By Paul Glanzrock, published on May 1, 1994 - last reviewed on January 23, 2015
In 1994, the FDA formally approved for research use in humans the
hallucinogenic agent Ecstasy. Researchers believe that Ecstasy,
technically known as MDMA, may relieve the pain and emotional distress of
terminal cancer patients and speed the recovery of soldiers suffering
from post-traumatic stress disorder.
Dubbed "the love drug" for effects that include profound feelings
of empathy and a nirvana-like contentment, Ecstasy was outlawed by the
Drug Enforcement Agency in 1986. But the same effects that have made it a
popular underground agent make it of interest to psychiatrists today.
MDMA may accelerate the therapeutic process of psychotherapy.
"Between 1977 and 1985, roughly half a million doses were
administered for the treatment of depression, anxiety, rape-related
trauma, and even schizophrenia," reports Richard Doblin, a doctoral
student at Harvard University who heads the Multidisciplinary Association
for Psychedelic Research. He charges that "politics over science" stifled
proper funding and recognition of MDMA research thereafter.
What's more, he claims that in giving the signal for formal
research on MDMA only in 1994, the FDA has "failed to recognize the
successful results of the past." So the drug must undergo "lengthy and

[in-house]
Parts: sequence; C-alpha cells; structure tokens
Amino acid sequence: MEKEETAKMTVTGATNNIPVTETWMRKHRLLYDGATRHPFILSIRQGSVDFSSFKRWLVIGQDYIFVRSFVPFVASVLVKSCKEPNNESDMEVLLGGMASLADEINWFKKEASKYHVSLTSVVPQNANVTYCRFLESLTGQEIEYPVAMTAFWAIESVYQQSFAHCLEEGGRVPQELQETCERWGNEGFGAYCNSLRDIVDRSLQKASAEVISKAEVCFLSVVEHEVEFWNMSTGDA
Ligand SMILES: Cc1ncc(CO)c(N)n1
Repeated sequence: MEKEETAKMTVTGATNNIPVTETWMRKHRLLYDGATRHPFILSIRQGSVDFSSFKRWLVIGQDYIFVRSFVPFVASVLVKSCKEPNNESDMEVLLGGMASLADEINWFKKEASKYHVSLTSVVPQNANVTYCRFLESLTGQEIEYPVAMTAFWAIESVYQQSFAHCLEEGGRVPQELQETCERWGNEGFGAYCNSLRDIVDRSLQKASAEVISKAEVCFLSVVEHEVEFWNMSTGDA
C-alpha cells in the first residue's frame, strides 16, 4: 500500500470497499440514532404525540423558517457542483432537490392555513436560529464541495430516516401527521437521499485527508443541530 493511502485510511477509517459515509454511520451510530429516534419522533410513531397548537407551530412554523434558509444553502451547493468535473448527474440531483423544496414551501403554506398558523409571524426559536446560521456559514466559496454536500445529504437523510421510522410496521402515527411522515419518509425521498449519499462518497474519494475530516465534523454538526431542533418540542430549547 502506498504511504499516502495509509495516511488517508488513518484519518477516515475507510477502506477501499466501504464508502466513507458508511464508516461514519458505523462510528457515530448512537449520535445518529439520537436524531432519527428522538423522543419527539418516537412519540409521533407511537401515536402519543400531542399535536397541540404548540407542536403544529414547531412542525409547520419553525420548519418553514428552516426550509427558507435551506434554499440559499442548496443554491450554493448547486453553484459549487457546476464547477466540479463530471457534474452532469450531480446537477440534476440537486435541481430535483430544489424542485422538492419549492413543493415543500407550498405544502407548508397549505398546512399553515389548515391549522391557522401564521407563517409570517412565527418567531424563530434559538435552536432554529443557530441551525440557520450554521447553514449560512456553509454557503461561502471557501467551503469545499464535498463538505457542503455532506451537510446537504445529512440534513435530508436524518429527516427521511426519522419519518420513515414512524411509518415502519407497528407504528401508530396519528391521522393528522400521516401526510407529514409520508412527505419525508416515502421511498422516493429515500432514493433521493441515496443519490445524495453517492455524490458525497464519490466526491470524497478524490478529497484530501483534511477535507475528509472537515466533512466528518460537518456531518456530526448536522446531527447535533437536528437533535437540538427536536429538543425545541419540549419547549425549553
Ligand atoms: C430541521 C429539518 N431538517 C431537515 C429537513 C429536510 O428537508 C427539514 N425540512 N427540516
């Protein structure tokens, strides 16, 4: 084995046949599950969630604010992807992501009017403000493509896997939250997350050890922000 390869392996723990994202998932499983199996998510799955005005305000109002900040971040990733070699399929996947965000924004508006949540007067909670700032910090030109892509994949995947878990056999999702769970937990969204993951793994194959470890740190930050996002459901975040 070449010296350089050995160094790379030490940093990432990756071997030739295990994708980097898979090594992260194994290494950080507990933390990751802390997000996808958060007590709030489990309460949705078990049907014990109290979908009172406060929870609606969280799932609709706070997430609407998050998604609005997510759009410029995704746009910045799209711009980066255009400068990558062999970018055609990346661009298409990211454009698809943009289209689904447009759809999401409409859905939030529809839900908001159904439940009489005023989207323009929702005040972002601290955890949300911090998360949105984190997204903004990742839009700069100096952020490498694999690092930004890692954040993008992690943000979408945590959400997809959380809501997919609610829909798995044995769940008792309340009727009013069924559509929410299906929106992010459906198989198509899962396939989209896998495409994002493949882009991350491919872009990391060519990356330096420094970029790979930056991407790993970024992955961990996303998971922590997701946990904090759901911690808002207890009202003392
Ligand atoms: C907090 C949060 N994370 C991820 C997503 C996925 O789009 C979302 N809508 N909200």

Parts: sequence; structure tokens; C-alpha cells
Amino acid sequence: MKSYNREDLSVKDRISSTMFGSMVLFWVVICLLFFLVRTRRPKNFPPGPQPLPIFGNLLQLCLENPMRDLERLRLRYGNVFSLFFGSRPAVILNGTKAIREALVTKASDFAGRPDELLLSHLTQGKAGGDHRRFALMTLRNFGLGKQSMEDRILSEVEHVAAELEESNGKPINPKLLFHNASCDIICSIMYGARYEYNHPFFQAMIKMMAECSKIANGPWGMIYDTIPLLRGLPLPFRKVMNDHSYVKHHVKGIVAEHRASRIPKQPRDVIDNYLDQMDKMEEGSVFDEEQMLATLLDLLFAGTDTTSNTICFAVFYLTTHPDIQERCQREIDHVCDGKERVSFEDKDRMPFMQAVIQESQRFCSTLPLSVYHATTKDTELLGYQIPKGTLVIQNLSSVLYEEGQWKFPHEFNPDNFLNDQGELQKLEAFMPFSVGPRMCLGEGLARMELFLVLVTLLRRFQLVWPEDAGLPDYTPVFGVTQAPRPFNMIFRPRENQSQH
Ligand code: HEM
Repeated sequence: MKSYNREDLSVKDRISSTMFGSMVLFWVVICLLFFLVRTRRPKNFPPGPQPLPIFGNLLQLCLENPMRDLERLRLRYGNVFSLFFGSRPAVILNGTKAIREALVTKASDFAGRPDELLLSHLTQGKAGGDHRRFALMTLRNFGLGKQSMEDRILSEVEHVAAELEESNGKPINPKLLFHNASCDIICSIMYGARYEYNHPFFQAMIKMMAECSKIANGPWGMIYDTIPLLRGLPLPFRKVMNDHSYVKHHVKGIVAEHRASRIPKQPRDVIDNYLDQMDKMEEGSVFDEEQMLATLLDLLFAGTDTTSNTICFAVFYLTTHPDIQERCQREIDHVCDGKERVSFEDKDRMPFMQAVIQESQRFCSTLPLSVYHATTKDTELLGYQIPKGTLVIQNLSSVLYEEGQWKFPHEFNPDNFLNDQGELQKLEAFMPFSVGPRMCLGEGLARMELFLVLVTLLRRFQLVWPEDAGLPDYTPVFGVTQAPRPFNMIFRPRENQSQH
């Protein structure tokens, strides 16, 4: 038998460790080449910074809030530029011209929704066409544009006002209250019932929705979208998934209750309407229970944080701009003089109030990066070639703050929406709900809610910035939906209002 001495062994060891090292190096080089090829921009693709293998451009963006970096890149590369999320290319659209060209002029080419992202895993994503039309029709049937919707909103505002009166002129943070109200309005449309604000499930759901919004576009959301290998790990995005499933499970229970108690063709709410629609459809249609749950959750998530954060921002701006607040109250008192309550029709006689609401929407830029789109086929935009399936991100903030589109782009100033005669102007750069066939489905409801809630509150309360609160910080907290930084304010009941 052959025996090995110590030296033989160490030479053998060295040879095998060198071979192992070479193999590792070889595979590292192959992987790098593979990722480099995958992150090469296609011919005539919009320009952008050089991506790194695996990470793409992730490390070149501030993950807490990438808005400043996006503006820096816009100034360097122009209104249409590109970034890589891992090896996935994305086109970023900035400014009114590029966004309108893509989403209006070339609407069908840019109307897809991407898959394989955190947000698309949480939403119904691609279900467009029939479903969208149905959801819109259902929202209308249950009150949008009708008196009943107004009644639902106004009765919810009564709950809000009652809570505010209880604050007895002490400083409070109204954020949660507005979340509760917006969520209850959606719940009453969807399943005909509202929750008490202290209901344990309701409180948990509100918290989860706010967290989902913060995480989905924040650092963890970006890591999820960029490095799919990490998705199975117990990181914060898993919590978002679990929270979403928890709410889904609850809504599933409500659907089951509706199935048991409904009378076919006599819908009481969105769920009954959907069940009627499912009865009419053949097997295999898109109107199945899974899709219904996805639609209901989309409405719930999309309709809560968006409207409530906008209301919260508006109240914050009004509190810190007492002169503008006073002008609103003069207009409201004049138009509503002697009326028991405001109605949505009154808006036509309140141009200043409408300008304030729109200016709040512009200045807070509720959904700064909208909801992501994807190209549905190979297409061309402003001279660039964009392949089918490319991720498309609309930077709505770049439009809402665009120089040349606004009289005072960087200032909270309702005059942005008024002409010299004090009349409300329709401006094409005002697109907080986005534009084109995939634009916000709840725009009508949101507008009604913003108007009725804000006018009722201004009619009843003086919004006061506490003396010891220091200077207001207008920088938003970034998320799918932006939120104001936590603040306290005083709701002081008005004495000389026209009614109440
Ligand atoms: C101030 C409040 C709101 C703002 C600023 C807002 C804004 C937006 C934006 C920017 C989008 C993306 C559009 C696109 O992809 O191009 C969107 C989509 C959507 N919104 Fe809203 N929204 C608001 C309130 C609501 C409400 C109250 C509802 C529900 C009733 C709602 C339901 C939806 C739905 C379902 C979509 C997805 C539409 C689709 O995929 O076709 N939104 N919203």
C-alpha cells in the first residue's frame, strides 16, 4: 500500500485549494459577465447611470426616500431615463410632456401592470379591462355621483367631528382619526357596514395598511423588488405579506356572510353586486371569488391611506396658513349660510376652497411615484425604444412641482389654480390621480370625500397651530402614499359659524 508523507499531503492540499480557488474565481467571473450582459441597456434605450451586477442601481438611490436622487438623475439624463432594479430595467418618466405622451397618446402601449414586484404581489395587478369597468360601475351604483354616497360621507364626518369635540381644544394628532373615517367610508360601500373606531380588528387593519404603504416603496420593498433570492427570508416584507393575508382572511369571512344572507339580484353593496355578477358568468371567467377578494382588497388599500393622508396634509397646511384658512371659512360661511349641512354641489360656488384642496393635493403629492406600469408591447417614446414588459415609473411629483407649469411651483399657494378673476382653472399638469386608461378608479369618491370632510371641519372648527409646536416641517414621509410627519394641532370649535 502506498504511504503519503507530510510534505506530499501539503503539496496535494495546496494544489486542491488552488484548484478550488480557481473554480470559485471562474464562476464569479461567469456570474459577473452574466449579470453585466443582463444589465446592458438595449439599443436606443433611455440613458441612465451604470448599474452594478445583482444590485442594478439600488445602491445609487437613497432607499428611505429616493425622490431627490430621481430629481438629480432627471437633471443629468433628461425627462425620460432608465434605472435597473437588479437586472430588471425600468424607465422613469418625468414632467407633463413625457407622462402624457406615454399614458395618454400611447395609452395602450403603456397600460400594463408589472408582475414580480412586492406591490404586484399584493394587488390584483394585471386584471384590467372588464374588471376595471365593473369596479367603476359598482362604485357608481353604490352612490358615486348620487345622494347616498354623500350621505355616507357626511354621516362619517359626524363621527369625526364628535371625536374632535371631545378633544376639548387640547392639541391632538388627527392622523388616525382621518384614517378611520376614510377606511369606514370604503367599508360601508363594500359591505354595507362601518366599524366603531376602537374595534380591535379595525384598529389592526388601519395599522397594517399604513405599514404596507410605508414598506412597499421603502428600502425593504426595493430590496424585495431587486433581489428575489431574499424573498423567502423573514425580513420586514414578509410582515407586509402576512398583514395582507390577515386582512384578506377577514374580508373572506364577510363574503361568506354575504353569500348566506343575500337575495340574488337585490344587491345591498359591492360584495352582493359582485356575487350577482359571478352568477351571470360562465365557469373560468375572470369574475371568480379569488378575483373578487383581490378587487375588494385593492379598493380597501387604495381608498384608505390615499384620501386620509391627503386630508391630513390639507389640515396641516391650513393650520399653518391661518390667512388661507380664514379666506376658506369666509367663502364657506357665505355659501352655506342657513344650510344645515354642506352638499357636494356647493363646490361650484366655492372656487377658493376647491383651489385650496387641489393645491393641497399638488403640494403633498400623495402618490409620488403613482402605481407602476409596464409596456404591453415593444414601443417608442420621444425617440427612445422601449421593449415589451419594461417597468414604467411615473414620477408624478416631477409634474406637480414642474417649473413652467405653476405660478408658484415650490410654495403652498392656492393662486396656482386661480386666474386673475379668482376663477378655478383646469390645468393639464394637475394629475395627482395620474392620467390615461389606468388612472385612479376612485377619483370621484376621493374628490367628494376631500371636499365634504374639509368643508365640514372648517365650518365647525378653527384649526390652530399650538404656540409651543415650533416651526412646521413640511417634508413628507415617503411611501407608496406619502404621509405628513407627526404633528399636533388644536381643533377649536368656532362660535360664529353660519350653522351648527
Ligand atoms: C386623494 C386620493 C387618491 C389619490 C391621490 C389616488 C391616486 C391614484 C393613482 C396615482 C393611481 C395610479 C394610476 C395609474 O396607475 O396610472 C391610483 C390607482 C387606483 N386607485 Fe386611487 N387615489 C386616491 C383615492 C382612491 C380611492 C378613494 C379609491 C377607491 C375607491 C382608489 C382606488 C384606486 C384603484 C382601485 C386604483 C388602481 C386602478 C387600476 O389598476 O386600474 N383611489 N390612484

expensive testing in order to establish what we already know-- that MDMA
is safe for clinical use."
Studies to establish basic human safety, now underway at the
University of California at Los Angeles by psychiatrist Charles Grob,
M.D., must be completed before any clinical trials of MDMA can begin. The
drug's effect on brain chemistry is also being examined.
Ecstasy is known to be safer than LSD, the hallucinogen famed for
producing psychotic episodes in the '60s. However, there is concern about
MDMA's effect on the neurotransmitter serotonin, the levels of which are
closely linked to depression and sleep regulation. In one study, heavy
MDMA users reportedly experienced a 30 percent decrease in serotonin
levels. However, they did not experience the impulsive and hostile
behavior other studies have linked to lowered serotonin levels.
THE FDA OPENS ITS MIND
FDA has recently approved the research use of a number of other
psychedelic agents. Observers attribute the loosening up of the agency to
key personnel changes and pressure from activist groups.
o Research into LSD, an addiction-busting agent has been